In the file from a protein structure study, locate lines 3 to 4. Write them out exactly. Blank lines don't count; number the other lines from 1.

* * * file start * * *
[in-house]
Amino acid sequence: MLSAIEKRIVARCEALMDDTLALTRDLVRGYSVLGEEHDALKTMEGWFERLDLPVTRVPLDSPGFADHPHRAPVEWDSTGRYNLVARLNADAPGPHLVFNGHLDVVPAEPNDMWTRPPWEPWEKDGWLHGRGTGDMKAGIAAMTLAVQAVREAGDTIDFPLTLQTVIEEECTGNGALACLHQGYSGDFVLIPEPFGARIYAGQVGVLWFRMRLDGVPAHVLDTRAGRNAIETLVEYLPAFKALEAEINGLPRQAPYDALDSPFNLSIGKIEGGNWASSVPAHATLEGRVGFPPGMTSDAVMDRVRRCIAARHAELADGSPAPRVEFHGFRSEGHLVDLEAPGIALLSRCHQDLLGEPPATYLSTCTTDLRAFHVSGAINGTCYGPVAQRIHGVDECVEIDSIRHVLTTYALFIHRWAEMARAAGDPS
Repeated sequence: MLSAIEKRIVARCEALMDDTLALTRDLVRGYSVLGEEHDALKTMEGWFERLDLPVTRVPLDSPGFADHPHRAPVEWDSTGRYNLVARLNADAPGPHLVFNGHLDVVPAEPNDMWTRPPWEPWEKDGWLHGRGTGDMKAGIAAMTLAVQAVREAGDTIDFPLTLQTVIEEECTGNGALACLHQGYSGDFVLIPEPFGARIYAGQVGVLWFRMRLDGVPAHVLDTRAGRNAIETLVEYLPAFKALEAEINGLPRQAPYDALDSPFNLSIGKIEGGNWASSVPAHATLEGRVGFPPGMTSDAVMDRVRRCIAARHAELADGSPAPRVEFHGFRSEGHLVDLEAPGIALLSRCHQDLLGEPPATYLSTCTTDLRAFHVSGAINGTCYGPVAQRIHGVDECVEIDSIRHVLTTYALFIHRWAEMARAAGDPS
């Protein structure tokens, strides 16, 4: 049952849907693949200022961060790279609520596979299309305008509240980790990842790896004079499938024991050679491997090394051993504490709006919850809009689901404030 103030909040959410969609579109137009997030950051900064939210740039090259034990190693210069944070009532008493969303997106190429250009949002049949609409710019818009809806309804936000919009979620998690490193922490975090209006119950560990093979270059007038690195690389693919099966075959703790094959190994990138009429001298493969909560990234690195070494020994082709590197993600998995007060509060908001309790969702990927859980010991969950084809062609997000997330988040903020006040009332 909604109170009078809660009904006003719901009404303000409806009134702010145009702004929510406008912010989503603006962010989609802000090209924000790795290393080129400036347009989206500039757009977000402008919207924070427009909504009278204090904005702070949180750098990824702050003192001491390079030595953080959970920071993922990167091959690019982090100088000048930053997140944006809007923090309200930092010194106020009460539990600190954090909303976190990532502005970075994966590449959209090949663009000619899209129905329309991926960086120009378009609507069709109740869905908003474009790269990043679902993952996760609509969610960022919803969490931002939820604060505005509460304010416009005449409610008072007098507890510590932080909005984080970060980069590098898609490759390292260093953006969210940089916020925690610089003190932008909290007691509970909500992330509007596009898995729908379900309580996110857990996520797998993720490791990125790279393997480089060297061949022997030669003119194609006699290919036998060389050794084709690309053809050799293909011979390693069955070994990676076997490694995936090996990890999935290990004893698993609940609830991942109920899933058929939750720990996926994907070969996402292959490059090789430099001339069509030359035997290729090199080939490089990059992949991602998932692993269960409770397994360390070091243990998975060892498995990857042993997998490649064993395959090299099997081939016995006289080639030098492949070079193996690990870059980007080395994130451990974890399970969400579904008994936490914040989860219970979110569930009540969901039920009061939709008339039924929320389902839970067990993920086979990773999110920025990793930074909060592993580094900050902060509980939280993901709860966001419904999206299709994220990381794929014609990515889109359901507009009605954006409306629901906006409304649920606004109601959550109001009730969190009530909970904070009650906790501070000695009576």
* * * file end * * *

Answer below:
Repeated sequence: MLSAIEKRIVARCEALMDDTLALTRDLVRGYSVLGEEHDALKTMEGWFERLDLPVTRVPLDSPGFADHPHRAPVEWDSTGRYNLVARLNADAPGPHLVFNGHLDVVPAEPNDMWTRPPWEPWEKDGWLHGRGTGDMKAGIAAMTLAVQAVREAGDTIDFPLTLQTVIEEECTGNGALACLHQGYSGDFVLIPEPFGARIYAGQVGVLWFRMRLDGVPAHVLDTRAGRNAIETLVEYLPAFKALEAEINGLPRQAPYDALDSPFNLSIGKIEGGNWASSVPAHATLEGRVGFPPGMTSDAVMDRVRRCIAARHAELADGSPAPRVEFHGFRSEGHLVDLEAPGIALLSRCHQDLLGEPPATYLSTCTTDLRAFHVSGAINGTCYGPVAQRIHGVDECVEIDSIRHVLTTYALFIHRWAEMARAAGDPS
């Protein structure tokens, strides 16, 4: 049952849907693949200022961060790279609520596979299309305008509240980790990842790896004079499938024991050679491997090394051993504490709006919850809009689901404030 103030909040959410969609579109137009997030950051900064939210740039090259034990190693210069944070009532008493969303997106190429250009949002049949609409710019818009809806309804936000919009979620998690490193922490975090209006119950560990093979270059007038690195690389693919099966075959703790094959190994990138009429001298493969909560990234690195070494020994082709590197993600998995007060509060908001309790969702990927859980010991969950084809062609997000997330988040903020006040009332 909604109170009078809660009904006003719901009404303000409806009134702010145009702004929510406008912010989503603006962010989609802000090209924000790795290393080129400036347009989206500039757009977000402008919207924070427009909504009278204090904005702070949180750098990824702050003192001491390079030595953080959970920071993922990167091959690019982090100088000048930053997140944006809007923090309200930092010194106020009460539990600190954090909303976190990532502005970075994966590449959209090949663009000619899209129905329309991926960086120009378009609507069709109740869905908003474009790269990043679902993952996760609509969610960022919803969490931002939820604060505005509460304010416009005449409610008072007098507890510590932080909005984080970060980069590098898609490759390292260093953006969210940089916020925690610089003190932008909290007691509970909500992330509007596009898995729908379900309580996110857990996520797998993720490791990125790279393997480089060297061949022997030669003119194609006699290919036998060389050794084709690309053809050799293909011979390693069955070994990676076997490694995936090996990890999935290990004893698993609940609830991942109920899933058929939750720990996926994907070969996402292959490059090789430099001339069509030359035997290729090199080939490089990059992949991602998932692993269960409770397994360390070091243990998975060892498995990857042993997998490649064993395959090299099997081939016995006289080639030098492949070079193996690990870059980007080395994130451990974890399970969400579904008994936490914040989860219970979110569930009540969901039920009061939709008339039924929320389902839970067990993920086979990773999110920025990793930074909060592993580094900050902060509980939280993901709860966001419904999206299709994220990381794929014609990515889109359901507009009605954006409306629901906006409304649920606004109601959550109001009730969190009530909970904070009650906790501070000695009576």